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Options for Seniors Struggling With Debt

September 16, 2021
Senior Struggling Debt


Options for Seniors Struggling With Debt

When you are a senior, you can hope that you will have enough money to retire and live in peace. However, that is not the case for many people. Living on Social Security or even a small retirement does not give you enough to live comfortably. When you are struggling with debt as a senior, you do have some options.

Option 1: Filing a Chapter 7 Bankruptcy

If you have limited income and do not own real estate, you could file Chapter 7 liquidation bankruptcy. You will be able to keep some of your assets, and you might have to sell some. You can get rid of all old credit card debt and medical expenses and start with a clean slate if you file Chapter 7.

When you file Chapter 7, you file a Petition for Bankruptcy and schedules that list all your assets, real estate holdings, and debt, among other things, with the bankruptcy court. The process typically takes two to four months for the average bankruptcy process.

Option 2: Filing a Chapter 13 Bankruptcy

Filing Chapter 13 bankruptcy allows you to “reorganize” your finances. This is ideal if you own property or many valuable assets, such as jewelry, collections, or more than one vehicle. With Chapter 13, you can keep most everything you own, but you must have enough income to pay into a Chapter 13 bankruptcy “plan. ” The plan lists all of your debts according to type. The trustee collects a monthly fee from you and uses most of it to pay debts in order of “importance.”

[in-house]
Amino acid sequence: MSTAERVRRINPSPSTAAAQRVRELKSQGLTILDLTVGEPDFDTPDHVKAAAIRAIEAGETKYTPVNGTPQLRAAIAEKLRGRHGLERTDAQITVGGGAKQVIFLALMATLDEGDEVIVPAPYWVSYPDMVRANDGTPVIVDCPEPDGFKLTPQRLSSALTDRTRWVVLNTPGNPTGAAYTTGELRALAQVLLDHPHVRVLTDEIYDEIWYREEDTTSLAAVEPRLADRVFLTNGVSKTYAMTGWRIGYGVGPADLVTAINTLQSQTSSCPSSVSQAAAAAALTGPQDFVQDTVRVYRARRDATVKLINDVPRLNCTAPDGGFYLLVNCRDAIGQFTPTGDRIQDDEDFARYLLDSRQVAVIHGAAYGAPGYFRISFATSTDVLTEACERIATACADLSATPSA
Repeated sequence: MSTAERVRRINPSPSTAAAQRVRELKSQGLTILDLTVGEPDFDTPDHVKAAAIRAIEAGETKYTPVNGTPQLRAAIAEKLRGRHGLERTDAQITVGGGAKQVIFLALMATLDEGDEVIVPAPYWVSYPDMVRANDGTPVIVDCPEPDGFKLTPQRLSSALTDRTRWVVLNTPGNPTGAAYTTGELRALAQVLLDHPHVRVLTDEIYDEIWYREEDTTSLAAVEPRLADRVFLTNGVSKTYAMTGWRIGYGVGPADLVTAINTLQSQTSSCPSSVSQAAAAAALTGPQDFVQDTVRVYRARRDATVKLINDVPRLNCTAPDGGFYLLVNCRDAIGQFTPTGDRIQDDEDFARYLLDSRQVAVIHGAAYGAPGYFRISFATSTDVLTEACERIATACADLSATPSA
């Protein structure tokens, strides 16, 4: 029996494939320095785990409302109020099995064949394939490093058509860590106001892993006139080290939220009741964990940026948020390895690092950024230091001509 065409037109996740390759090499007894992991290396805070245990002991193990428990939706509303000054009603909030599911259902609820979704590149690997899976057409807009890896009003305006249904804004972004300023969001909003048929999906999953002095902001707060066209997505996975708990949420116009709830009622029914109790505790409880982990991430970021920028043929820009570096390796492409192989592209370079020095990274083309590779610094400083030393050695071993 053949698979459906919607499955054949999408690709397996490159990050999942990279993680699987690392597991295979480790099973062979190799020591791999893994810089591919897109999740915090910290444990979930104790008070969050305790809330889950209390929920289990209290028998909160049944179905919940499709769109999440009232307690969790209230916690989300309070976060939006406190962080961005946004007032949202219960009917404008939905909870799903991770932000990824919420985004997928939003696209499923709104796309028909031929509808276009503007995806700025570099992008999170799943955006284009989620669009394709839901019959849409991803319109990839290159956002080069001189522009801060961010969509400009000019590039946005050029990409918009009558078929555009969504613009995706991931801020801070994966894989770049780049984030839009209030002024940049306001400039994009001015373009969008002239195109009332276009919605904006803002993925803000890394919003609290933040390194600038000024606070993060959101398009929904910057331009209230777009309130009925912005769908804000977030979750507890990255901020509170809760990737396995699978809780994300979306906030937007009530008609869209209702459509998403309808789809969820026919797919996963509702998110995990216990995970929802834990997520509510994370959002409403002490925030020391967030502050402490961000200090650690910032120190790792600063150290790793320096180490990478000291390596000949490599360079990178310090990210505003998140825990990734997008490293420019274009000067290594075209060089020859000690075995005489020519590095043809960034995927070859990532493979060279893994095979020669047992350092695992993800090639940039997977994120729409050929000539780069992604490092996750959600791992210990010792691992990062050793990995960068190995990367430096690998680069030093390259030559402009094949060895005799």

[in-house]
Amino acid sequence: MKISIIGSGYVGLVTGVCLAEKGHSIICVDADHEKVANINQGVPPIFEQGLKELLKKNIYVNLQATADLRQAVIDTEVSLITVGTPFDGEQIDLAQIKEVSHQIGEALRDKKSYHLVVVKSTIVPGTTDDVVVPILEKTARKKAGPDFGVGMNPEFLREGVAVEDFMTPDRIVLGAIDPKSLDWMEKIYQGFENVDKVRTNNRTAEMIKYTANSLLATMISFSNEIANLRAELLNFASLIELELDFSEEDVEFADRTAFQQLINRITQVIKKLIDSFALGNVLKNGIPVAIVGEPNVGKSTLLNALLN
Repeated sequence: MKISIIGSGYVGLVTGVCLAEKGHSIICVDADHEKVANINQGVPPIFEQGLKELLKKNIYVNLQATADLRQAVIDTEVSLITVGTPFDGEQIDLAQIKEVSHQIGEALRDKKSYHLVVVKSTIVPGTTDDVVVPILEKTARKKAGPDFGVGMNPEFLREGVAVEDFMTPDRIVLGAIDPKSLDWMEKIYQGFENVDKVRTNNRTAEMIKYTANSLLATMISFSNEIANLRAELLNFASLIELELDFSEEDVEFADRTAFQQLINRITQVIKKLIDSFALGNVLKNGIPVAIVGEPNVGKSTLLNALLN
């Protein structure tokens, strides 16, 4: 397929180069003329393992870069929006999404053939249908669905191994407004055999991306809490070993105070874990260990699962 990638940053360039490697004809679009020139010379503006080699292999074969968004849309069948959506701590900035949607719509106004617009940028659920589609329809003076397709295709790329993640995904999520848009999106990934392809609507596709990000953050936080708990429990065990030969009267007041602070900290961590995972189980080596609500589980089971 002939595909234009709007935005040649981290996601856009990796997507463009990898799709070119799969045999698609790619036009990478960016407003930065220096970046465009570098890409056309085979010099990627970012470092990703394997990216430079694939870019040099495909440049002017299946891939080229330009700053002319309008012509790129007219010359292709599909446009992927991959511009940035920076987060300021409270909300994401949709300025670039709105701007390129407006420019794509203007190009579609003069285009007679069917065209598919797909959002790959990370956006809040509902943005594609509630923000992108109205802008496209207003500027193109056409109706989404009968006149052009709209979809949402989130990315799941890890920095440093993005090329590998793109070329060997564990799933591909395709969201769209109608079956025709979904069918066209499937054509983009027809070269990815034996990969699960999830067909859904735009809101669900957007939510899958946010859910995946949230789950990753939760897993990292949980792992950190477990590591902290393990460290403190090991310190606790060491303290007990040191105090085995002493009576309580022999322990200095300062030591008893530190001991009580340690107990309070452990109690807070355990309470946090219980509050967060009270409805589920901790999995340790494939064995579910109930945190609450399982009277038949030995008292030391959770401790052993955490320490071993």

Option 3: Do Nothing

Creditors cannot garnish certain types of income. Most creditors cannot come after you if you do not own your home or other real estate holdings. Suppose your income comes from Social Security, SSI, the Veterans Administration, Federal Railroad Retirement, the Civil Service Retirement System, or Federal Employee Retirement System. In that case, most creditors cannot garnish that income.

However, if your debt is government debt, such as student loans, or debt for child support, those collection agencies could garnish your income. However, the bank cannot take all your money from your bank account if your payment is directly deposited. It must leave two months’ worth of direct deposits in your account.

For example, if you receive $1,100 from the Veterans Administration each month, the government or child support creditor (usually the state) must leave $2,200 in your account so that you can pay bills and withdraw money.

If you are considering filing bankruptcy to get out of debt, contact a bankruptcy attorney at SM Law Group for a consultation.

If you are looking for ways to get debt-free, don’t hesitate to contact us today through our website or give us a call at to schedule your free consultation.

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